TimeMan Seminar - Han HSU

March 23, 2023
Duration: 00:31:39
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Spin transition at ultrahigh pressure of exoplanet interiors


Han Hsu*


Department of Physics, National Central University, Taoyuan City 320317, Taiwan




Iron-bearing magnesium oxide [(Mg1–xFex)O], which constitutes ~20 vol% of the Earth’s lower mantle (depth 660–2890 km, pressure range 23–135 GPa), is also considered a major constituent of terrestrial exoplanets. In the Earth’s lower mantle, (Mg1–xFex)O (0.1 < x < 0.2) crystalizes in the B1 (NaCl-type) structure. In this (B1) phase, Fe2+ undergoes a pressure-induced spin transition from the high-spin (HS, S = 2) to the low-spin (LS, S = 0) state at ~45 GPa [1], while the intermediate-spin (IS, S = 1) state has never been observed [2]. Extensive studies on the B1 phase have indicated that the HS–LS transition is accompanied by anomalous changes of the structural, electronic, optical, magnetic, elastic, thermodynamic, and transport properties of the host mineral and may greatly affect the Earth’s mantle properties [3,4]. By contrast, effects of Fe and spin transition at ultrahigh pressure relevant to exoplanet interiors remain unknown. In this talk, I will discuss our recent computational study on (Mg1–xFex)O (x ≤ 0.25) up to 1.8 TPa [5]. Our calculations indicate that (Mg1–xFex)O undergoes a simultaneous structural and spin transition at ~0.6 TPa, from the B1 phase LS state to the B2 (CsCl-type) phase IS state. Remarkably, Fe’s total electron spin (S) re-emerges from 0 to 1 at ultrahigh pressure (along with the B1–B2 transition), against the perception that spin/magnetization is suppressed by pressure. Upon further compression, an IS–LS transition occurs in the B2 phase. Depending on the Fe concentration (x), metal–insulator transition and rhombohedral distortions can also occur in the B2 phase. These results suggest that Fe and spin transition may affect planetary interiors over a vast pressure range.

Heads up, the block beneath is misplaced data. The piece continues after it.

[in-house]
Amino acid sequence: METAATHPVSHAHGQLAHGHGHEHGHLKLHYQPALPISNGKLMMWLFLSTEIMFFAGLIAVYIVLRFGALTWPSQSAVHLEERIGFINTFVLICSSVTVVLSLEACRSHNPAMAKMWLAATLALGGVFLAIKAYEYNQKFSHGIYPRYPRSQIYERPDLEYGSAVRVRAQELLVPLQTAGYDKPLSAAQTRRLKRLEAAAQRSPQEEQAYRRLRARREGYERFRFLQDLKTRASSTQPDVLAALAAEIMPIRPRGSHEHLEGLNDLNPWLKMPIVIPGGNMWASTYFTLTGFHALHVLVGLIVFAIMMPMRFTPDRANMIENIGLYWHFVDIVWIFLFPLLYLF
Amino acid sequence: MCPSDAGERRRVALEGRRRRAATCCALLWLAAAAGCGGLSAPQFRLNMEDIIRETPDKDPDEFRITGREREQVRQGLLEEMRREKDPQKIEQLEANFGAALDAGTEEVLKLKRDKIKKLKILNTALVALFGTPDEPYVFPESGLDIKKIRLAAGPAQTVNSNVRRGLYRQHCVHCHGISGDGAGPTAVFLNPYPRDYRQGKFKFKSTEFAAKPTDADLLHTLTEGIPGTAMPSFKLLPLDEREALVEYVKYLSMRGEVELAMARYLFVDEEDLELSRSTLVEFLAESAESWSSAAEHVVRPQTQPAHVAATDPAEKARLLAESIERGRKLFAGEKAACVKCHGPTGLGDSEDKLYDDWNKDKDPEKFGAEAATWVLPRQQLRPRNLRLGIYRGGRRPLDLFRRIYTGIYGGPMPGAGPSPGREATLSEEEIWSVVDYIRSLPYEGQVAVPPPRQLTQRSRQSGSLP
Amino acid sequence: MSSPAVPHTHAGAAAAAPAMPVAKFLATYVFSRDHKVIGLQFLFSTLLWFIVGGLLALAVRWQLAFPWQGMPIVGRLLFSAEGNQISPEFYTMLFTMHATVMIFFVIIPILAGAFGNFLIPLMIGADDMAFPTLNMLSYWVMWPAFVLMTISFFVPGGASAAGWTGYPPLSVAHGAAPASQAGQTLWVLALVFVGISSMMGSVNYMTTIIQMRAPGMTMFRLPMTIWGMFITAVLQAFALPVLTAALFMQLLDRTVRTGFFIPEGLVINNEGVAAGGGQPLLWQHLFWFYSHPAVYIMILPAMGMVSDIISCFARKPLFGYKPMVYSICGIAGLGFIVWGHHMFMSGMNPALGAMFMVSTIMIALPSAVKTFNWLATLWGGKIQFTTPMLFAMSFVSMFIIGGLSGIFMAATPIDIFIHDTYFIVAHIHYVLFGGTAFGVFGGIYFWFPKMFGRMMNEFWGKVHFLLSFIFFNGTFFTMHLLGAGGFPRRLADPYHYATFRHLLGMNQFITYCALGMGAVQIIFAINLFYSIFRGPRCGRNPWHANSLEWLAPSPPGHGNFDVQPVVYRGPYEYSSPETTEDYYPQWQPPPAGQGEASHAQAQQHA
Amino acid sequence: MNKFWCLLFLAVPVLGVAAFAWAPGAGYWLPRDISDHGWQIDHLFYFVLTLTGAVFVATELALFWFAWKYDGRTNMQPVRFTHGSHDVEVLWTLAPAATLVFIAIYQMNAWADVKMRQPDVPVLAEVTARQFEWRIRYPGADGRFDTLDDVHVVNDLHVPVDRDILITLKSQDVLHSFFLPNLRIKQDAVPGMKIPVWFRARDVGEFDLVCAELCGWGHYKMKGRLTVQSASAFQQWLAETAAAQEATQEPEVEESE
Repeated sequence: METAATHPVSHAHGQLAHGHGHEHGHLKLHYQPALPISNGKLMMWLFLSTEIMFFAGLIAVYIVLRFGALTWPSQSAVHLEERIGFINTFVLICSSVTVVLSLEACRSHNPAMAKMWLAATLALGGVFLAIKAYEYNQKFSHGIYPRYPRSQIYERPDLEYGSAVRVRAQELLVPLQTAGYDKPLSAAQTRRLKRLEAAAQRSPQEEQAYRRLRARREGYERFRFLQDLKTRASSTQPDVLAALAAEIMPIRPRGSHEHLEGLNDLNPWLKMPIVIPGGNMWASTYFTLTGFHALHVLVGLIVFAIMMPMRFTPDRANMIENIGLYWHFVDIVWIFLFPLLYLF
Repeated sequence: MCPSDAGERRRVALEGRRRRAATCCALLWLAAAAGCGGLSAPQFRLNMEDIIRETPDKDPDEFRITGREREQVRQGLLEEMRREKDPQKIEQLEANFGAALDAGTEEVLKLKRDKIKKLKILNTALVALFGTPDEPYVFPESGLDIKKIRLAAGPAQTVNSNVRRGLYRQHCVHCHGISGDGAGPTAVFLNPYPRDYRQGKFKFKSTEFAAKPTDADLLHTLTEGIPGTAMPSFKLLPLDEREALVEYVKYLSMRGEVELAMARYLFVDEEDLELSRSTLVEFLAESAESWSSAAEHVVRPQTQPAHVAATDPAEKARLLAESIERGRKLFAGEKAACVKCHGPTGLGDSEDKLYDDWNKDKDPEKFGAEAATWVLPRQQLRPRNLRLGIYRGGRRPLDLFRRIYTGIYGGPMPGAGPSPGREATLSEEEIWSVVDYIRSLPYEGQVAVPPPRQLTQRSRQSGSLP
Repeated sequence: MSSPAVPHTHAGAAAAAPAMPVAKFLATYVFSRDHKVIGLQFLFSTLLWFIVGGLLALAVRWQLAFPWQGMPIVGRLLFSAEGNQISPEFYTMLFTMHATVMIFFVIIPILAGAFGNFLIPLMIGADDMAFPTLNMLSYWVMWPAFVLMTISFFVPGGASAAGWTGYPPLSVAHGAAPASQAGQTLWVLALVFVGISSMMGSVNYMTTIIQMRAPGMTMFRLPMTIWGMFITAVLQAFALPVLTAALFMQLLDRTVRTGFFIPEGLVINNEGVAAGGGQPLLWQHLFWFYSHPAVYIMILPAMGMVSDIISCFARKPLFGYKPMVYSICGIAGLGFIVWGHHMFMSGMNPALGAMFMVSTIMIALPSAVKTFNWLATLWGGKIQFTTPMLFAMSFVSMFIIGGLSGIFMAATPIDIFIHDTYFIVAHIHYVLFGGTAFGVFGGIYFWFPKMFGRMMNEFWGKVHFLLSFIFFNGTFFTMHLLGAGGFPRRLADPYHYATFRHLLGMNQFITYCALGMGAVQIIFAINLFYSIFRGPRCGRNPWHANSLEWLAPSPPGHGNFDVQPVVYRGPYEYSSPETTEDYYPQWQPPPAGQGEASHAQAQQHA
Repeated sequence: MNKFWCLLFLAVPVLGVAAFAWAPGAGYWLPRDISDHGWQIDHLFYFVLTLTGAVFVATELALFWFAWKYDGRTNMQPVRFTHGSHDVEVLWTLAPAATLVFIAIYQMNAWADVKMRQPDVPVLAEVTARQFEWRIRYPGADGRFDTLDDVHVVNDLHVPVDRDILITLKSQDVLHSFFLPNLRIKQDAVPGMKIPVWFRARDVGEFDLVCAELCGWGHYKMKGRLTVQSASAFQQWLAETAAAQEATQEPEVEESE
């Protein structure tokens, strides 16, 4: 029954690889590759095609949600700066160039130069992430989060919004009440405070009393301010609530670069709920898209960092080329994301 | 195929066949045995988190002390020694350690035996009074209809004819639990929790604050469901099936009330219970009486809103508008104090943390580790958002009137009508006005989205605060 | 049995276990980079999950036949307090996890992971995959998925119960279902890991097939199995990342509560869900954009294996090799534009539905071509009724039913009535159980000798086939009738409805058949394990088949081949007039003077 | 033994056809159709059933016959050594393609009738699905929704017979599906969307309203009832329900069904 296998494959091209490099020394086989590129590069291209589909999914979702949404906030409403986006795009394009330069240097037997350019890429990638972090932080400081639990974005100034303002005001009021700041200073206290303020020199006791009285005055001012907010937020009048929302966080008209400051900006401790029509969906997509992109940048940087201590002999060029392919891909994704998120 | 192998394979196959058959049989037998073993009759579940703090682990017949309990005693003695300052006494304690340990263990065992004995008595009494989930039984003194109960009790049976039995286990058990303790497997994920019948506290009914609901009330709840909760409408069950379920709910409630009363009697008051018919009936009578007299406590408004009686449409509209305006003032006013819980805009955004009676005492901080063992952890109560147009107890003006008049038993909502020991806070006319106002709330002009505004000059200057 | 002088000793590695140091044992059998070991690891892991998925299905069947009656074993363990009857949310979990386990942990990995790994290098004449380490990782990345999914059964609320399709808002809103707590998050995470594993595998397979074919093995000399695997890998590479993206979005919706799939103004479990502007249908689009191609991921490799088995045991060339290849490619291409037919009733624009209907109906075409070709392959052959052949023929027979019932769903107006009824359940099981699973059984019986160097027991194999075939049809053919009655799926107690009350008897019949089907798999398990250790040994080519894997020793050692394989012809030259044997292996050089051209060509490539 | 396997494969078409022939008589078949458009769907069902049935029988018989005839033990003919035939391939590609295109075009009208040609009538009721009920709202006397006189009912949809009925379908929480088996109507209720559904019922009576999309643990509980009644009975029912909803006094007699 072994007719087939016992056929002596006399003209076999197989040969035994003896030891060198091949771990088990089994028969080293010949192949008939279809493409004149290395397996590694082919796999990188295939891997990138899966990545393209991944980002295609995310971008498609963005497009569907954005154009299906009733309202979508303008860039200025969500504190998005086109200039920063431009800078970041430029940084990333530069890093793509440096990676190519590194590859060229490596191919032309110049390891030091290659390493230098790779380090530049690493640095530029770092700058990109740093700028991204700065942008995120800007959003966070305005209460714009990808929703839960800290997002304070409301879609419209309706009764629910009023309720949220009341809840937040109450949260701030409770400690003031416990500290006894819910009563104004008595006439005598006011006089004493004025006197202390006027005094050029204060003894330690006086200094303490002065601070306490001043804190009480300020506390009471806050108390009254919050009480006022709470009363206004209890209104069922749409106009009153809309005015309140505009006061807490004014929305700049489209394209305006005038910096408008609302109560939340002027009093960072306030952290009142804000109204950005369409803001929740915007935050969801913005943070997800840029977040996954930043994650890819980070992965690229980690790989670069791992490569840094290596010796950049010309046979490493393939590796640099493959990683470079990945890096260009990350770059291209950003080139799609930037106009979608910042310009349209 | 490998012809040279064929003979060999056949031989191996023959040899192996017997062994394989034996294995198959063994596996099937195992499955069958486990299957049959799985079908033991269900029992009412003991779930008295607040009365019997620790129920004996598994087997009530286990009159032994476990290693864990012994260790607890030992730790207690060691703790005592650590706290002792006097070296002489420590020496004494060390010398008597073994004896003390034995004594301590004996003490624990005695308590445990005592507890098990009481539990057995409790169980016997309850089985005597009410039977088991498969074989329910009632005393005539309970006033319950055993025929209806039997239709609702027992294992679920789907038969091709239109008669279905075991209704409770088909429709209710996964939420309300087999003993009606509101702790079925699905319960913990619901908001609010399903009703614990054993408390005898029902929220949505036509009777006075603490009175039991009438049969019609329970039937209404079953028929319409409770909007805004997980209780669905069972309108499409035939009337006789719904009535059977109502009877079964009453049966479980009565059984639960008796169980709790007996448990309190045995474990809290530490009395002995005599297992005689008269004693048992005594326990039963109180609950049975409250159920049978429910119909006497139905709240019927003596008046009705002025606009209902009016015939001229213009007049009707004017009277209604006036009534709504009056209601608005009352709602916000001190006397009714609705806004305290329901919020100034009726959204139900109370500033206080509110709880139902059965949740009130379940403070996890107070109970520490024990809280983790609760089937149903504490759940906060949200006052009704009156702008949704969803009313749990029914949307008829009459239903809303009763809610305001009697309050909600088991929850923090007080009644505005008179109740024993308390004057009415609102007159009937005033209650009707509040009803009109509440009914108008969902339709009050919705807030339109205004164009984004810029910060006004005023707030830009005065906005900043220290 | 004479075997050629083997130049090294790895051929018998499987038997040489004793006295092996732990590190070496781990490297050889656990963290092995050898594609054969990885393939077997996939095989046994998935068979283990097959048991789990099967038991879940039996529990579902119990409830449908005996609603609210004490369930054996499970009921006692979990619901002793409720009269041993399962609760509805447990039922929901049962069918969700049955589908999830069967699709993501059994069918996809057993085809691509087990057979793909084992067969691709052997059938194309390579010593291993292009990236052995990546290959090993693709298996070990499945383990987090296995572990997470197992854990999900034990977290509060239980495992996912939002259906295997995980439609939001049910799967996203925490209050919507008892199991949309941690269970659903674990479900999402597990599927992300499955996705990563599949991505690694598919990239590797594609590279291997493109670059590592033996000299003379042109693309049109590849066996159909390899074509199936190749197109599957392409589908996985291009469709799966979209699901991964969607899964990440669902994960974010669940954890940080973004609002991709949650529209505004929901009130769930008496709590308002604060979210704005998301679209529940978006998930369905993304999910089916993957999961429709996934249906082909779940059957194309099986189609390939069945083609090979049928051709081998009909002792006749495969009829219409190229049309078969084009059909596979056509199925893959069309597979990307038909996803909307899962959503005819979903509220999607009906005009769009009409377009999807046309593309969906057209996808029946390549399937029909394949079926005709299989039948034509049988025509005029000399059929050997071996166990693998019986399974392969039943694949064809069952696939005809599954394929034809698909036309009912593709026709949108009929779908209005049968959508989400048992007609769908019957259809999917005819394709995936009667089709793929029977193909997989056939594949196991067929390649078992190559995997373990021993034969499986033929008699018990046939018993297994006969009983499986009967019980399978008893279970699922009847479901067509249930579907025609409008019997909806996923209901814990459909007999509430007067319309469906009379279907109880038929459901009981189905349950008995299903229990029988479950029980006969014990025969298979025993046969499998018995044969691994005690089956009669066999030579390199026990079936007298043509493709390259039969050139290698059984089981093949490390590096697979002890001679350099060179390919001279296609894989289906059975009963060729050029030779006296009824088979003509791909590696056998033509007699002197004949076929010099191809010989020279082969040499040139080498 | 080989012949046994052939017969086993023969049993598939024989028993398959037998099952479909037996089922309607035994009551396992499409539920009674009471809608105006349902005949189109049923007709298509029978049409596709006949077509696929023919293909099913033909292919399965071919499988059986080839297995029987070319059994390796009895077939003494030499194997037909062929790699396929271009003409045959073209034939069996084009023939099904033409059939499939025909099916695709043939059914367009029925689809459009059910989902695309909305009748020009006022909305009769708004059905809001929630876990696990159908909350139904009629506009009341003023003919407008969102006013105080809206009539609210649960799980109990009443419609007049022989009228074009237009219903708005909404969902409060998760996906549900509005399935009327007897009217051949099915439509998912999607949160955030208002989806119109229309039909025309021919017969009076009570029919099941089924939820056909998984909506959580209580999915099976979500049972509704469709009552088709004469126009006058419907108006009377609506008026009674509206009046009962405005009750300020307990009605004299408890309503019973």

[1] J. Badro et al., Science 300, 789 (2003).

[2] H. Hsu and R. M. Wentzcovitch, Phys. Rev. B 90, 195205 (2014).

[3] J.-F. Lin et al., Rev. Geophys. 51, 244 (2013).

[4] W.-P. Hsieh et al., Proc. Natl. Acad. Sci. U.S.A. 115, 4099 (2018).

[5] H. Hsu and K. Umemoto, Nat. Commun. 13, 2780 (2022).

Tags: spin transition superearths


  • Added by: Patrick Cordier (patrick.cordier)
  • Updated on: March 23, 2023, 4:15 p.m.
  • Type: webinar
  • Main language: English
  • Audience: Other
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